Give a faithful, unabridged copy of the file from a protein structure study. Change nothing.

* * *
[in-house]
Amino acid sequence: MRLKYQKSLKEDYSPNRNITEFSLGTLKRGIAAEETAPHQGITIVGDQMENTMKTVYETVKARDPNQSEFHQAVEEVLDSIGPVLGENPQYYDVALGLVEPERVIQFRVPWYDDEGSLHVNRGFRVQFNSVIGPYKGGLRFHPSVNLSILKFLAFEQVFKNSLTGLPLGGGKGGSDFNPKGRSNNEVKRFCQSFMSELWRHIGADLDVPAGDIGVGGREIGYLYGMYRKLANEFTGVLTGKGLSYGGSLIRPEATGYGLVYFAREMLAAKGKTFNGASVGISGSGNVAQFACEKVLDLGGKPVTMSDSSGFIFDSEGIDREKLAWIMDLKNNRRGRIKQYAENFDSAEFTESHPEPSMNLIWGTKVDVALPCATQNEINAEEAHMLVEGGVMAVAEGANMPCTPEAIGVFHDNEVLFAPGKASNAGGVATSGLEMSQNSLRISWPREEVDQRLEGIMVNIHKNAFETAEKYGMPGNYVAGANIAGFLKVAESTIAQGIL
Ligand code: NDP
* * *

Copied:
[in-house]
Amino acid sequence: MRLKYQKSLKEDYSPNRNITEFSLGTLKRGIAAEETAPHQGITIVGDQMENTMKTVYETVKARDPNQSEFHQAVEEVLDSIGPVLGENPQYYDVALGLVEPERVIQFRVPWYDDEGSLHVNRGFRVQFNSVIGPYKGGLRFHPSVNLSILKFLAFEQVFKNSLTGLPLGGGKGGSDFNPKGRSNNEVKRFCQSFMSELWRHIGADLDVPAGDIGVGGREIGYLYGMYRKLANEFTGVLTGKGLSYGGSLIRPEATGYGLVYFAREMLAAKGKTFNGASVGISGSGNVAQFACEKVLDLGGKPVTMSDSSGFIFDSEGIDREKLAWIMDLKNNRRGRIKQYAENFDSAEFTESHPEPSMNLIWGTKVDVALPCATQNEINAEEAHMLVEGGVMAVAEGANMPCTPEAIGVFHDNEVLFAPGKASNAGGVATSGLEMSQNSLRISWPREEVDQRLEGIMVNIHKNAFETAEKYGMPGNYVAGANIAGFLKVAESTIAQGIL
Ligand code: NDP